Forum for Science, Industry and Business

Sponsored by:     3M 
Search our Site:

 

Trio of supermassive black holes shake space-time

25.06.2014

Astronomers have discovered three closely orbiting supermassive black holes in a galaxy more than 4 billion light years away. This is the tightest trio of black holes known to date. The discovery suggests that such closely packed supermassive black holes are far more common than previously thought.

An international research team, including Hans-Rainer Klöckner from MPIfR, performed VLBI observations at a number of frequencies to discover the inner two black holes of the system. In this project the Effelsberg 100m radio telescope took part in European VLBI network (EVN) observations covering two radio frequencies.


World map with radio telescopes of the EVN (European VLBI Network).

Image: EVN/JIVE.


Helical jets from one supermassive black hole caused by a very closely orbiting companion. The third black hole is farther away and emits relatively straight jets.

Image: Roger Deane (large image); NASA Goddard (inset bottom left; modified from original).

Galaxies are believed to evolve through merging and that should lead to multiple supermassive black holes in some of those galaxies at a given time. The source under investigation was found in the Sloan Digital Sky Survey (SDSS) and has the catalog number SDSS J1502+1115. It is a quasar, the nucleus of an active galaxy at a redshift of z = 0.39, corresponding to a distance of more than four billion light years. A triple black hole system has been identified in that source, with two tight companions separated by less than 500 light years.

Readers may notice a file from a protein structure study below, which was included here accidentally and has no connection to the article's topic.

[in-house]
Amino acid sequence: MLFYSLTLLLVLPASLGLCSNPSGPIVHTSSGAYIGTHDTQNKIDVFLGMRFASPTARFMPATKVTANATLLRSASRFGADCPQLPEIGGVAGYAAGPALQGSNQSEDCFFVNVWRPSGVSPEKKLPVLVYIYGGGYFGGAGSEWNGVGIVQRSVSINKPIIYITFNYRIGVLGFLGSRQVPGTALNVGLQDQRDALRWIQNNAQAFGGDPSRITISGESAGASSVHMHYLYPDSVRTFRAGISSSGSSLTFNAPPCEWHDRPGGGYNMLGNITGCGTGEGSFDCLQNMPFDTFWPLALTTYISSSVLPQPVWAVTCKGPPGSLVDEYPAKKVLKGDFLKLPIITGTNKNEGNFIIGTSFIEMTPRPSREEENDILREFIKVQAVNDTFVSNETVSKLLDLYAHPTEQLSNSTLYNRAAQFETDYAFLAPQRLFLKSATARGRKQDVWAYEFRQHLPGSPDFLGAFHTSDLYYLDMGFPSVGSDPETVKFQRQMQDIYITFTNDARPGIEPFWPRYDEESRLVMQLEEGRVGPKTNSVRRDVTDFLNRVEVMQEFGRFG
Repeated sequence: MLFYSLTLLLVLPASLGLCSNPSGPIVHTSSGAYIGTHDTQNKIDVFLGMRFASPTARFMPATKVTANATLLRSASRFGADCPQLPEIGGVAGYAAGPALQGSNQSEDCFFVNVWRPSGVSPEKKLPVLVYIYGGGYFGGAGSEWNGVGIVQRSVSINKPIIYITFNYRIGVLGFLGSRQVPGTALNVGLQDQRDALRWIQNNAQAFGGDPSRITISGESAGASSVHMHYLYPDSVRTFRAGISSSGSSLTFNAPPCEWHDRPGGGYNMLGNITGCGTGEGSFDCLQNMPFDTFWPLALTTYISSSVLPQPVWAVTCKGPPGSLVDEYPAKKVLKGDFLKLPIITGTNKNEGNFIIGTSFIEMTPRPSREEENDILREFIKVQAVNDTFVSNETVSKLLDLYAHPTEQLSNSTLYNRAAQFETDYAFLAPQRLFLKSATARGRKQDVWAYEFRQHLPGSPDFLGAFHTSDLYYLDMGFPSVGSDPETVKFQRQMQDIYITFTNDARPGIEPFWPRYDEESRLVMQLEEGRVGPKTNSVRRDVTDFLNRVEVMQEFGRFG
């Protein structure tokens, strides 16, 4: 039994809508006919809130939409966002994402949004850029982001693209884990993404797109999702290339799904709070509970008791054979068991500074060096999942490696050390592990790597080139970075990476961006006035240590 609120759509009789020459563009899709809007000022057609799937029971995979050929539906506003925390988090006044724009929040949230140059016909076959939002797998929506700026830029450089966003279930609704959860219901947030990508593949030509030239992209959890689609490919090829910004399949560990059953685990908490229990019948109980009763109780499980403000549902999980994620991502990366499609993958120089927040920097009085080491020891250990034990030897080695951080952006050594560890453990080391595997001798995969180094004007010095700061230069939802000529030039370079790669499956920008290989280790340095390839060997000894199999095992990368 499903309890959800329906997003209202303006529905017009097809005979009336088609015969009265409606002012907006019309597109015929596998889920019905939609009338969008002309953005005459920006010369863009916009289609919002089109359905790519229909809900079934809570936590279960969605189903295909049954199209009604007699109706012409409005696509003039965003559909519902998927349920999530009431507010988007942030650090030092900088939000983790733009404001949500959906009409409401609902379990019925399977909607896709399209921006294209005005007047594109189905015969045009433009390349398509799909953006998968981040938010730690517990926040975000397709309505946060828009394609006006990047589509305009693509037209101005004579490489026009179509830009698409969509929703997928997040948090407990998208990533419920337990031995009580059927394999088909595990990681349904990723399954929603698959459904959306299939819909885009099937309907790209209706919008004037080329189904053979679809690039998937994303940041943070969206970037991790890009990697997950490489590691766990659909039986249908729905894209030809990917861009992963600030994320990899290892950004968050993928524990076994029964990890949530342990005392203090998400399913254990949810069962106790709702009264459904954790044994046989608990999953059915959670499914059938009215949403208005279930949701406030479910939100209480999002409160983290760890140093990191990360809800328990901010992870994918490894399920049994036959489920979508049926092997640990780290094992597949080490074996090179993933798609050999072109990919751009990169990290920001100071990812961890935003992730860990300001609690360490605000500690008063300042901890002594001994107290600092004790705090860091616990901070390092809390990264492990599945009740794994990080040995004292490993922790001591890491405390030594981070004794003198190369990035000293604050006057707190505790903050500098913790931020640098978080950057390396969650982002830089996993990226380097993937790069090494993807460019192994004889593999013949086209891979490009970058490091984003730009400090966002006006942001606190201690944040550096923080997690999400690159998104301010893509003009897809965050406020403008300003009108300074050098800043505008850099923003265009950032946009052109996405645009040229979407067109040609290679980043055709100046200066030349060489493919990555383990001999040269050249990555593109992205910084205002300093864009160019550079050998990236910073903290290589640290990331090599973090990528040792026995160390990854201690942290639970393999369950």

“What remains extraordinary to me is that these black holes, which are at the very extreme of Einstein’s Theory of General Relativity, are orbiting one another at 300 times the speed of sound on Earth”, says Roger Deane from University of Cape Town/South Africa, the lead author of the paper. “Not only that, but using the combined signals from radio telescopes on four continents we are able to observe this exotic system one third of the way across the Universe. It gives me great excitement as this is just scratching the surface of a long list of discoveries that will be made possible with the Square Kilometre Array.”

Such systems are important to understand for several reasons; in terms of galaxy evolution it is known that black holes influence how galaxies evolve, and understanding how often black holes themselves merge is key to this work. Furthermore, closely orbiting systems such as this are sources of gravitational waves in the Universe, if General Relativity is correct. Future radio telescopes such as the Square Kilometre Array (SKA) will be able to measure the gravitational waves from such systems as their orbits decrease.